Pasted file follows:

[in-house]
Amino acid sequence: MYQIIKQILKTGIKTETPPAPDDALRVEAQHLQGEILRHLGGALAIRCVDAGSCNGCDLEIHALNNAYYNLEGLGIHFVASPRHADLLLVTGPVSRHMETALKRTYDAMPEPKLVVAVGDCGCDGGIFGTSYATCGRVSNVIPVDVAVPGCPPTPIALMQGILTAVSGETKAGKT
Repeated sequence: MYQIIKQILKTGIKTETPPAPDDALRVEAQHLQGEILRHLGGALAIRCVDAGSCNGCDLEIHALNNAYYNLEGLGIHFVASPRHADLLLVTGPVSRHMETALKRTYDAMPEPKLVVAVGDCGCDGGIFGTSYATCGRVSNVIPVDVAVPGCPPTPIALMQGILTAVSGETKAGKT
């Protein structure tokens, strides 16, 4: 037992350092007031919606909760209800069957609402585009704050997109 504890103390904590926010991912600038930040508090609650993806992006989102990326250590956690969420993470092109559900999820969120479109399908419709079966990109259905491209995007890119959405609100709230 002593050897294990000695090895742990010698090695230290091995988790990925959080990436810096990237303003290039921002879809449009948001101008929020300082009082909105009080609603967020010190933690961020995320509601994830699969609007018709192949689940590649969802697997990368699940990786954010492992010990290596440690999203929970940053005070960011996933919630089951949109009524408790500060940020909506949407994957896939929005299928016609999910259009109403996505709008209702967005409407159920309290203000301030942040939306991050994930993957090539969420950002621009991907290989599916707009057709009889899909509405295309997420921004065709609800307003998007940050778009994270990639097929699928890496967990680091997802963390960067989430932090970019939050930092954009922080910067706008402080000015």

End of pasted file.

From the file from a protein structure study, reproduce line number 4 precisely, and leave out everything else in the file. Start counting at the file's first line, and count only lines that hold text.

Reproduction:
């Protein structure tokens, strides 16, 4: 037992350092007031919606909760209800069957609402585009704050997109 504890103390904590926010991912600038930040508090609650993806992006989102990326250590956690969420993470092109559900999820969120479109399908419709079966990109259905491209995007890119959405609100709230 002593050897294990000695090895742990010698090695230290091995988790990925959080990436810096990237303003290039921002879809449009948001101008929020300082009082909105009080609603967020010190933690961020995320509601994830699969609007018709192949689940590649969802697997990368699940990786954010492992010990290596440690999203929970940053005070960011996933919630089951949109009524408790500060940020909506949407994957896939929005299928016609999910259009109403996505709008209702967005409407159920309290203000301030942040939306991050994930993957090539969420950002621009991907290989599916707009057709009889899909509405295309997420921004065709609800307003998007940050778009994270990639097929699928890496967990680091997802963390960067989430932090970019939050930092954009922080910067706008402080000015």